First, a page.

John Gibson (1778-1840) Palaeontologist
John Gibson was a manufacturing chemist and collector of fossils from Kirkdale Cave, Yorkshire and Ilford, Essex. He was was baptised at Kirkby Moorside, Yorkshire on 15th February 1778. Gibson was a native of Yorkshire, but later lived in Plaistow and Stratford, Essex from about 1805-1830. By 1833 he was living in Tredegar House, Bow. His political affiliation is not clear. In 1830 he voted for a Whig and a Tory candidate. Gibson’s faith is not in doubt. He was a committed Christian and a practising member of the Church of England. John Gibson was elected church warden at St. Mary’s Stratford, Bow, Middlesex in 1836, 1837 and 1838. He was described as “able, polite and impartial”.
John Gibson died after a short illness following a haemorrhage on 2nd October 1840 at Bow Road, aged 62. He was buried in St. John’s Church, Stratford on 19th October, and a white marble memorial tablet placed on the north aisle wall. He wrote his will on 31st May 1839. His estate was estimated at being below £35,000. He was a very wealthy man and his will mentions his furniture, plate, linen, china, glass, horses and carriages, wines and liquors which he left to his wife. He stipulated in his will “…after my decease I give my books, pictures, prints, philosophical instruments, coins, shells, fossils and all my other natural curiosities unto my son John Gibson.
His parents were Jonathon Gibson, a labourer, and Betty Pridoms. He married Ann Harrison, whose father was a tanner, on 1st May 1809 at Great Edstone, Yorkshire. They had five children. His second son became a clergyman, both his daughters married clergymen and four of his grandsons went into the church.
In 1805 he was working at a chemical works in Plaistow, Essex and in 1807 he went into partnership with the meteorologist, Luke Howard (1772-1864) and Joseph Jewell (1763-1846). The three of them were running a chemical works in Stratford, Essex. Both his business partners were Quakers.
John Gibson was elected a Fellow of the Geological Society on 4th June 1824 and remained a member until his death in 1840. One of his sponsors was William Buckland (1784-1856), Professor of Geology at Oxford. Gibson’s main geological work was at two very important Pleistocene sites, Kirkdale Cave, Yorkshire and Ilford, Essex. In the summer of 1821, while visiting friends near Helmsley, Gibson noticed some bones and tusks among lumps of limestone which had been used to repair a road. He tracked them back to a quarry adjacent to Kirkdale church and soon realised the antiquity and significance of the bones which the quarrymen had thought were modern. Gibson amassed and preserved a large collection of bones, tusks and teeth. He acquired, for example, more than 300 hyaena canine teeth belonging to at least 75 individuals. Gibson also obtained a bear’s tooth. He soon had the best collection of fossils from Kirkdale Cave. Some drawings of his better specimens were sent to Cuvier, the great French naturalist in Paris, to be incorporated into a new edition of his monumental work on fossil quadrupeds. Gibson’s great discoveries prompted William Buckland to investigate the cave. He declared that Kirkdale Cave was a hyaena den and reported his findings and research to the Royal Society in February 1822 and published his famous Reliquae Diluvianae in 1823. Gibson donated specimens from Kirkdale to the Geological Society, British Museum and the Royal College of Surgeons Museum. These finds are now considered to be of Ipswichian age, about 120,000 years old.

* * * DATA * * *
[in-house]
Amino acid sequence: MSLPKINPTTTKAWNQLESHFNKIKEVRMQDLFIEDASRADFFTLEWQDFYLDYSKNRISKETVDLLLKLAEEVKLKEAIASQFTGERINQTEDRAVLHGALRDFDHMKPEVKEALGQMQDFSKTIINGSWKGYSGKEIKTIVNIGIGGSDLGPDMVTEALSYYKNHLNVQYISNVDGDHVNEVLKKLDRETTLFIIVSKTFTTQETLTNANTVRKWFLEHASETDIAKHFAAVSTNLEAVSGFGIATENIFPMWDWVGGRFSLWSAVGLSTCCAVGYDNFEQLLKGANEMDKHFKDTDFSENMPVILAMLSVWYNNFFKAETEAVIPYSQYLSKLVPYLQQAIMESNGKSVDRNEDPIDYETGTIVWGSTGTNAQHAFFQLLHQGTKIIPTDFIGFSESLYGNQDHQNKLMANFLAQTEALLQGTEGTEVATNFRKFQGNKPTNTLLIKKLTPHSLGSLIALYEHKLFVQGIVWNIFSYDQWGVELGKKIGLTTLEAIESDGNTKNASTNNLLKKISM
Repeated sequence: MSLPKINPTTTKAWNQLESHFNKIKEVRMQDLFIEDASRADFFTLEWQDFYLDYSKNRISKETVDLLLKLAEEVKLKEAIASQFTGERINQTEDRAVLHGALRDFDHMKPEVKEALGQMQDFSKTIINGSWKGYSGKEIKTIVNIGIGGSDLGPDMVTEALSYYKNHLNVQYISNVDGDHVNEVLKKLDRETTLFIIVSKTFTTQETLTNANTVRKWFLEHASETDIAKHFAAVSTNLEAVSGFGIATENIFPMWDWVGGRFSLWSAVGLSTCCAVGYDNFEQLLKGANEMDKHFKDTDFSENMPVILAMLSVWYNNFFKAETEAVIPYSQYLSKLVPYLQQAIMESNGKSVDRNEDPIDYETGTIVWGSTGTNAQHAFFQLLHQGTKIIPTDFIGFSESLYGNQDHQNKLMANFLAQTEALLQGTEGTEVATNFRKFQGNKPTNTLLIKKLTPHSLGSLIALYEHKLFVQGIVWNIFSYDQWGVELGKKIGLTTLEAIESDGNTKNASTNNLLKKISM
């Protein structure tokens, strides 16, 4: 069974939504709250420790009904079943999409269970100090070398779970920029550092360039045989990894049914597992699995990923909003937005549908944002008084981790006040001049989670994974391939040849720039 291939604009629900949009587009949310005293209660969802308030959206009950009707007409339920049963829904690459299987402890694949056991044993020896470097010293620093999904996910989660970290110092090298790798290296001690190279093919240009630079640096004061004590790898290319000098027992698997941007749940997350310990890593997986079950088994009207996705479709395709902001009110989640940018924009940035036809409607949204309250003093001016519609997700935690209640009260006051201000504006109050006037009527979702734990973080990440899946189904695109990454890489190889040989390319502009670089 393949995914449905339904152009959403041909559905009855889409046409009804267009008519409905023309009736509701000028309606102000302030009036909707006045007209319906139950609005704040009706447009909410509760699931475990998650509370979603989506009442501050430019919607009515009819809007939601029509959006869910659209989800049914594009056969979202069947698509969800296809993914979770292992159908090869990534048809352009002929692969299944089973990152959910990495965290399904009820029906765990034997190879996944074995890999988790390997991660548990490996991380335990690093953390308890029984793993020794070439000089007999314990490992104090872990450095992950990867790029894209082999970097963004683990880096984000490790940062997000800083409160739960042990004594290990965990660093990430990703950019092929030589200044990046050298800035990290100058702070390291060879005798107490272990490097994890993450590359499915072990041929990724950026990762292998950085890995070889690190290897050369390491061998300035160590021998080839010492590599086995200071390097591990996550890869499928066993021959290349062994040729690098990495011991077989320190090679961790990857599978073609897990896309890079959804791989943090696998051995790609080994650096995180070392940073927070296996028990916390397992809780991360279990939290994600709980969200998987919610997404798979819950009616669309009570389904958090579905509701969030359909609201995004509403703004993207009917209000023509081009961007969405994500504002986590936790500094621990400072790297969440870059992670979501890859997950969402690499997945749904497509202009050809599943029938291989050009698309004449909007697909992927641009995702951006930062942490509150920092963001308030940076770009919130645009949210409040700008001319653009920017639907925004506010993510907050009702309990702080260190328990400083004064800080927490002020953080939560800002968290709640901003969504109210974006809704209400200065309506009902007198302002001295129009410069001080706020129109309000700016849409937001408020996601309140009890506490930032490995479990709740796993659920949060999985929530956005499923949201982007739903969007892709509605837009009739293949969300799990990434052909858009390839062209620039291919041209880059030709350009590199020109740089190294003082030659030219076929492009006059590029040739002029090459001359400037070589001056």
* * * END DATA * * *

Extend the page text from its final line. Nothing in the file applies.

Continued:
Shortly after his work in Yorkshire, Gibson was collecting Pleistocene fossils from Ilford. In 1824 the entire skeleton of a large mammoth was discovered at Ilford at a depth of 4.8m in a tenacious clay. He spent much time and effort diligently collecting and preserving the bones. Professor Buckland and William Clift helped him to excavate “a large tusk and several of the largest cylindrical bones of the legs, many ribs and vertebrae, with the smallest bones of the feet and tail lying close upon one and other”. Unfortunately he was unable to reassemble the skeleton estimated to have been at least 4.5m high. Gibson used glue as well as plaster of Paris to protect his specimens. In 1833 Gibson donated to the Yorkshire Museum “an interesting suite of bones of elephant, rhinoceros, ox etc. from the diluvium of Ilford. Some of John Gibson’s Ilford specimens, including mammoth bones & teeth and bones of a large aurochs, went to the Royal College of Surgeons Museum where they were destroyed by enemy action in the last war. The Ilford fossils are about 210,000 years old.
W.H. George. 1998. John Gibson (1778-1840) manufacturing chemist and fossil collector of Stratford, Essex. Essex Field Club Newsletter No. 25. May 1998 pp.4-5.
W.H. George. 1998. John Gibson (1778-1840) manufacturing chemist and collector of Pleistocene fossils from Kirkdale Cave, Yorkshire and Ilford, Essex. 20 pages. ISBN 0953409201